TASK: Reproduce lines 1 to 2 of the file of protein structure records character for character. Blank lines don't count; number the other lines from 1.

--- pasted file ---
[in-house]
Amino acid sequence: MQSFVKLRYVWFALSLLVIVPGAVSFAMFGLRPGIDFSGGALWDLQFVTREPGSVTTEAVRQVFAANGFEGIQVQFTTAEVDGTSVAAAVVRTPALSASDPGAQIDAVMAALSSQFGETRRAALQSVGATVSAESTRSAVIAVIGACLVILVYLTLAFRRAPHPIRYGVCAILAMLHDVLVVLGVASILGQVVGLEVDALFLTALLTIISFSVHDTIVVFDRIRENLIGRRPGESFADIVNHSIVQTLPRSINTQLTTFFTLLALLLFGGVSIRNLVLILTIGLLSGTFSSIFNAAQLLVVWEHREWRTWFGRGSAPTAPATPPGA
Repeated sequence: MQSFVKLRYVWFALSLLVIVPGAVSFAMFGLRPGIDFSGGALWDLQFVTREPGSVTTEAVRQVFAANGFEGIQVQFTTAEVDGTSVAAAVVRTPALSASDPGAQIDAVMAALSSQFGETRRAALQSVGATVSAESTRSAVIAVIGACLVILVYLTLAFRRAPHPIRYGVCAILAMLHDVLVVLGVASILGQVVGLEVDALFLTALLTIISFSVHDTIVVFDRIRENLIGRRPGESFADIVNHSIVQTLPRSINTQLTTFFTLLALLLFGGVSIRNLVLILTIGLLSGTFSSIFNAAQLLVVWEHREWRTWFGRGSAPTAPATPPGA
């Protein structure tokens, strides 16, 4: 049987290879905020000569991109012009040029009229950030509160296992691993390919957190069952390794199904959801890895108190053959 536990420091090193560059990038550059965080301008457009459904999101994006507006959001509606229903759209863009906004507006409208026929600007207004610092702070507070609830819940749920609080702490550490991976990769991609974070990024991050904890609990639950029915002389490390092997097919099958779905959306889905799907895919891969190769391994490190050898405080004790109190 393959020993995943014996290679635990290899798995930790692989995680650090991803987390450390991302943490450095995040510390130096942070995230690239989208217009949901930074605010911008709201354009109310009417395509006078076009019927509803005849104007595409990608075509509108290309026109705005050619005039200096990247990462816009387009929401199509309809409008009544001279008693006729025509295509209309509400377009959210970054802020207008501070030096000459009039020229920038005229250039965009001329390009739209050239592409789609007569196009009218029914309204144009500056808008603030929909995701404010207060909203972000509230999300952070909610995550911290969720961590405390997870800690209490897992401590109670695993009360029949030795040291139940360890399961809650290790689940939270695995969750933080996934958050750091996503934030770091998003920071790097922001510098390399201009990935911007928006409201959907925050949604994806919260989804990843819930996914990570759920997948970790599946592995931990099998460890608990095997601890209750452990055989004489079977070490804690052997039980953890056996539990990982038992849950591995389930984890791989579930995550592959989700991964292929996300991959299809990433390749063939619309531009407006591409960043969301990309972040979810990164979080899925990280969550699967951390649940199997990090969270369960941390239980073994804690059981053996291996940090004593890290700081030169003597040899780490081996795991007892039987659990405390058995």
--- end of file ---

[in-house]
Amino acid sequence: MQSFVKLRYVWFALSLLVIVPGAVSFAMFGLRPGIDFSGGALWDLQFVTREPGSVTTEAVRQVFAANGFEGIQVQFTTAEVDGTSVAAAVVRTPALSASDPGAQIDAVMAALSSQFGETRRAALQSVGATVSAESTRSAVIAVIGACLVILVYLTLAFRRAPHPIRYGVCAILAMLHDVLVVLGVASILGQVVGLEVDALFLTALLTIISFSVHDTIVVFDRIRENLIGRRPGESFADIVNHSIVQTLPRSINTQLTTFFTLLALLLFGGVSIRNLVLILTIGLLSGTFSSIFNAAQLLVVWEHREWRTWFGRGSAPTAPATPPGA